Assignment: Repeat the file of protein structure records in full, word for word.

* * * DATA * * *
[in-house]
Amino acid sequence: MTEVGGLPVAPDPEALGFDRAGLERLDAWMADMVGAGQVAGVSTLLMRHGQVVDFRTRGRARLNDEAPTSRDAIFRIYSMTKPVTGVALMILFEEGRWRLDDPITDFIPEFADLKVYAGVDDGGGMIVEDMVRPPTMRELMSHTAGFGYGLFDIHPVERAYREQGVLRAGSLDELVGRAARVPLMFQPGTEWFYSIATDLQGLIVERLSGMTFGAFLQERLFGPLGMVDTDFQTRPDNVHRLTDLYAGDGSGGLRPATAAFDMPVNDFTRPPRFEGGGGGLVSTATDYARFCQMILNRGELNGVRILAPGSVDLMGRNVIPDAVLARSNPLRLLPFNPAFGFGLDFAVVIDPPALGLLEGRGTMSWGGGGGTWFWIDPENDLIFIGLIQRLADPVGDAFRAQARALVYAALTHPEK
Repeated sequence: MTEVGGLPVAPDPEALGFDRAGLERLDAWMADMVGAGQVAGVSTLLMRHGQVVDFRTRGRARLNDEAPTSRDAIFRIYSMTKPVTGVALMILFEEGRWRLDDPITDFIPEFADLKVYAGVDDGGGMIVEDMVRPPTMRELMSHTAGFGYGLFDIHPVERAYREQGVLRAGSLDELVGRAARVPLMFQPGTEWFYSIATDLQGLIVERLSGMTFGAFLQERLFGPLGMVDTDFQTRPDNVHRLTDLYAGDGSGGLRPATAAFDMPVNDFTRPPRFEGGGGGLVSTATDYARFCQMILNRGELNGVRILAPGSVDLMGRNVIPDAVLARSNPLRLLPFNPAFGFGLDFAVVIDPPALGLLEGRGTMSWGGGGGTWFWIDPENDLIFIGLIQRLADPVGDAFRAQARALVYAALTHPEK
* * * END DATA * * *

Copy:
[in-house]
Amino acid sequence: MTEVGGLPVAPDPEALGFDRAGLERLDAWMADMVGAGQVAGVSTLLMRHGQVVDFRTRGRARLNDEAPTSRDAIFRIYSMTKPVTGVALMILFEEGRWRLDDPITDFIPEFADLKVYAGVDDGGGMIVEDMVRPPTMRELMSHTAGFGYGLFDIHPVERAYREQGVLRAGSLDELVGRAARVPLMFQPGTEWFYSIATDLQGLIVERLSGMTFGAFLQERLFGPLGMVDTDFQTRPDNVHRLTDLYAGDGSGGLRPATAAFDMPVNDFTRPPRFEGGGGGLVSTATDYARFCQMILNRGELNGVRILAPGSVDLMGRNVIPDAVLARSNPLRLLPFNPAFGFGLDFAVVIDPPALGLLEGRGTMSWGGGGGTWFWIDPENDLIFIGLIQRLADPVGDAFRAQARALVYAALTHPEK
Repeated sequence: MTEVGGLPVAPDPEALGFDRAGLERLDAWMADMVGAGQVAGVSTLLMRHGQVVDFRTRGRARLNDEAPTSRDAIFRIYSMTKPVTGVALMILFEEGRWRLDDPITDFIPEFADLKVYAGVDDGGGMIVEDMVRPPTMRELMSHTAGFGYGLFDIHPVERAYREQGVLRAGSLDELVGRAARVPLMFQPGTEWFYSIATDLQGLIVERLSGMTFGAFLQERLFGPLGMVDTDFQTRPDNVHRLTDLYAGDGSGGLRPATAAFDMPVNDFTRPPRFEGGGGGLVSTATDYARFCQMILNRGELNGVRILAPGSVDLMGRNVIPDAVLARSNPLRLLPFNPAFGFGLDFAVVIDPPALGLLEGRGTMSWGGGGGTWFWIDPENDLIFIGLIQRLADPVGDAFRAQARALVYAALTHPEK